In this case, proving intent is the biggest hurdle in order to prosecute this as a hate crime. The question is whether Zimmerman followed Martin because of his race, or because he was an intruder in the neighborhood.

The prosecutors need to establish beyond a reasonable doubt exactly what Zimmerman was thinking at the very moment he pulled the trigger. What complicates the civil rights case even further is that the victim cannot speak for himself or provide further proof.

Prosecuting Hate Crimes

A hate crime is an add-on to an existing criminal act, such as vandalism or arson. The authorities sometimes don't report common crimes like assault, property damage, and even more grave offenses as hate crimes.

In such cases, the prosecution must simply prove that the accused committed a crime without proving that the defendant had the intent or a motive to commit a hate crime.

However, if a hate crime is proven, the judge will place additional penalties on the resulting sentence.

The recent changes in the Hate Crimes Prevention Act have made a big difference by including the element of intent in hate crime laws. Courts are able to issue higher penalties for the perpetrator, which may help deter future acts of hatred.

In addition, updates to the Federal Hate Crime Statistics Act (HCSA) may encourage law enforcement agencies to report more hate crimes, which may help make the data more accurate.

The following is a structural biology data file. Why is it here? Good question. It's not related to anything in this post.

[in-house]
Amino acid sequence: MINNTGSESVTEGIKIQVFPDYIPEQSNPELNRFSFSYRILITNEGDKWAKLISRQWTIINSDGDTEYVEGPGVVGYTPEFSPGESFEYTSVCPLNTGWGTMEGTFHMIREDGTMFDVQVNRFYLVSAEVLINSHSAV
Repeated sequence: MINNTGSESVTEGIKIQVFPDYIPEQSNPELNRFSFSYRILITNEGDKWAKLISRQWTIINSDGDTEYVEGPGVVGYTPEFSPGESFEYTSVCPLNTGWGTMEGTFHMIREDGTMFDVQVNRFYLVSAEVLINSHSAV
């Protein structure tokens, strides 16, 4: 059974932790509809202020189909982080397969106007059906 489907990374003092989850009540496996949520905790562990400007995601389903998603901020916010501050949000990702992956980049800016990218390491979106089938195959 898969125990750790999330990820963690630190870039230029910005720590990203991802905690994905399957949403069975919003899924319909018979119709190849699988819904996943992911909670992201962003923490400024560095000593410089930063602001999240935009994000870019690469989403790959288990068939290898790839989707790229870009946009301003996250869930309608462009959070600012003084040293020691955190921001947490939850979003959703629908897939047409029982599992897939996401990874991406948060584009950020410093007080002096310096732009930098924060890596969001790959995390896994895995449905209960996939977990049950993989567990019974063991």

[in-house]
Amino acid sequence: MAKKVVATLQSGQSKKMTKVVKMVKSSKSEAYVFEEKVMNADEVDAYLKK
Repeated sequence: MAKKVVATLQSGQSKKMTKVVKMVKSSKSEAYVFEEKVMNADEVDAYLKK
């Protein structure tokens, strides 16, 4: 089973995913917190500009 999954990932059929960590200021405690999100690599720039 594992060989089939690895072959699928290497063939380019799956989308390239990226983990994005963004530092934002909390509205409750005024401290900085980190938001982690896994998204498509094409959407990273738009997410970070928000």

A change in the federal laws on hate crime may also demonstrate to American citizens just how serious the problem really is through making funds available to run public events to educate people on hate crimes.

Once the police, local governments, and the community band together, it is hoped that the problem will become more manageable and that the number of hate crimes will fall.

The State of Hate Crime in the US

Although we have come a long way in recent years, America has much work to do to reduce hate crimes.

Law officials must report honestly and diligently, and they must work hard to determine if a crime is also an act of hate.

Legislation also needs to be enacted to make sure no one is attacked just because of their personal beliefs, religion, affiliation, or nationality.

Parents, teachers, and religious leaders all need to work together to stop prejudice and intolerance before it begins.